Emily Good defies the image of a stereotypical “me generation” teen. Not one to shy away from pain or suffering, she pours herself into the middle of it so she can adequately describe to others what it’s like.
For Good, 17, childhood cancer is a monster she battles for those who are in its grip.
Rather than bemoan her loss, she took that hurt and turned it into action. She joined forces with an award-winning documentary filmmaker, Mike Gillette, the Arms Wide Open Childhood Cancer Foundation and others to market and produce a film on childhood cancer.
The film, "Truth 365," was released on Oct. 8 (see video).
“The purpose of the film is to bring awareness of what cancer is really like, and how it affects people,” said Good, a junior at Brookwood High School in Snellville, Ga.
Four percent, or $195,529,112 out of $5,058,104,978, of federal money is dedicated to cancer research, according to the National Cancer Institute. On top of that, only one new drug has been approved for pediatric cancer since the 1960s, according to the Journal of Clinical Oncology.
Good believes that the lack of progress in finding a cure for most childhood cancers is because "we don’t have any money."
That term – “we” – says a lot about Good’s frame of mind; she identifies with those struck by cancer. She spent September highlighting the stories of children who have or had cancer on Facebook and Twitter. An excerpt:
“Tonight it is really bothering me. Multiple kids are dying every single day because of cancer. How can you read about a child fighting for their life and not be affected by it? How do you continue to live your life the same way you did before, not raising awareness to stop childhood cancer? Childhood cancer isn't just smiles and bald heads, and people need to open their eyes to the reality of it. I saw my best friend get sick from treatments that were supposed to be saving her life. I saw my best friend go in and out of the hospital. I saw the reality of childhood cancer.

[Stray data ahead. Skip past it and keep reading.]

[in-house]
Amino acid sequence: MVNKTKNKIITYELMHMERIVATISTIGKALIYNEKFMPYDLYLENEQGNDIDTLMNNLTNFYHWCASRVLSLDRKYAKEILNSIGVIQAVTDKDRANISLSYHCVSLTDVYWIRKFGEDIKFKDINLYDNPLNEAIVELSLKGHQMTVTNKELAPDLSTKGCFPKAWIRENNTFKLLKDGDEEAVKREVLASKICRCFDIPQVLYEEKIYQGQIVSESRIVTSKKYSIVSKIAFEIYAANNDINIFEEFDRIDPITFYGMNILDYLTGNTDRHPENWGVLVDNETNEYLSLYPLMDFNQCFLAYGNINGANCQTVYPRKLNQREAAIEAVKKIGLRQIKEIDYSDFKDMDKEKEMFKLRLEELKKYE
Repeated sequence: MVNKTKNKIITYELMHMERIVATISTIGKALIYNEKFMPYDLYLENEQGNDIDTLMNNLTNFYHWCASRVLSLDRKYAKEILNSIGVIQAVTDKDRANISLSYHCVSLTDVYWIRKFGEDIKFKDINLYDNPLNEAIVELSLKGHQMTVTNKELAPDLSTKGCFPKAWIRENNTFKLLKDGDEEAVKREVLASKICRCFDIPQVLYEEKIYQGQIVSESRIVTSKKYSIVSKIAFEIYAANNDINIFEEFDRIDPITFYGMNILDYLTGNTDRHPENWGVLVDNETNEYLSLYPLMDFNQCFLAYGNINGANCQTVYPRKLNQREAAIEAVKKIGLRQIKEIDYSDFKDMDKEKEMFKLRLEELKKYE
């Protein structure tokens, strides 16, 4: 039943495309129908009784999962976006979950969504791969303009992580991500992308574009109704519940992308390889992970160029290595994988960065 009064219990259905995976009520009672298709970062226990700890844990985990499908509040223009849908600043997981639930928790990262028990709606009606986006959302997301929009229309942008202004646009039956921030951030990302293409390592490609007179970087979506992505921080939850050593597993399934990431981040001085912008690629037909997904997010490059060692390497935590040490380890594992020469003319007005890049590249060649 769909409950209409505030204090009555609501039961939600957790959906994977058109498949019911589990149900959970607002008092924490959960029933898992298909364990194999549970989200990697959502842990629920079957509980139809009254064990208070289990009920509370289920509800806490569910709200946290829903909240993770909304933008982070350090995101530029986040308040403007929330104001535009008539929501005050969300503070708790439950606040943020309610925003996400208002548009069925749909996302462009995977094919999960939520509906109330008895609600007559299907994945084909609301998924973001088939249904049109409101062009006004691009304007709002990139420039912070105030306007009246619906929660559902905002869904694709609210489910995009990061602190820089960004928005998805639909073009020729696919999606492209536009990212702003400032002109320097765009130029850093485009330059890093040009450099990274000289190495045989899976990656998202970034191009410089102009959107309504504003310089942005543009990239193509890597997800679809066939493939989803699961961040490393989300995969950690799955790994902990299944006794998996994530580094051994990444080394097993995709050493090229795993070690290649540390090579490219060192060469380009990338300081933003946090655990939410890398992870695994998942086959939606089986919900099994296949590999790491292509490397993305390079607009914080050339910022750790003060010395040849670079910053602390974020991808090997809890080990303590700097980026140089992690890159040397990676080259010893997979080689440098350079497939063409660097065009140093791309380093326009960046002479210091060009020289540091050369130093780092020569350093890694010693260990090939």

The reality of childhood cancer is that it is killing our kids and the fact that people are choosing to be so ignorant towards this disease is beyond comprehensible. Raising awareness takes one second and is as simple as saying "Go Gold." Share about childhood cancer in hopes that soon no other child will have to suffer from this awful disease.”
Each day, she posted the story of a child suffering with cancer. Among others, she shared the story of a little girl named Sterling Sky, who passed away on Sept. 27 from Embryonal Tumor with Abundant Neuropil and True Rosettes, a form of brain cancer.
"We will find a cure for Sterling and all of the other angels cancer took from us," she wrote.
On Day 7, she highlighted the story of Amanda Riley, a Brookwood High student who passed away in 2010 from Rhabdomysarcoma. Her mother, Barbara Riley, established the Amanda Riley Foundation in her honor. The foundation has been successful in raising funds for childhood cancer and recently surpassed their goal of $22,000.
"Truth 365" offers a grittier perspective on how childhood cancer affects the victim of this disease and their families. Their overall goal is to generate more funding for childhood cancer, which includes signing a petition calling for "an increase in pediatric cancer funding by the National Cancer Institute with the goal of eliminating cancer as a threat to all children."
So far, over 5,000 people have signed the petition. Sign the petition to let your voice be heard. If you would like to be more involved on a local level, contact the Amanda Riley Foundation.
(Editor's note: Emily Good has been selected as Huffington Post's Greatest Person of the Day. Congratulations Emily!)
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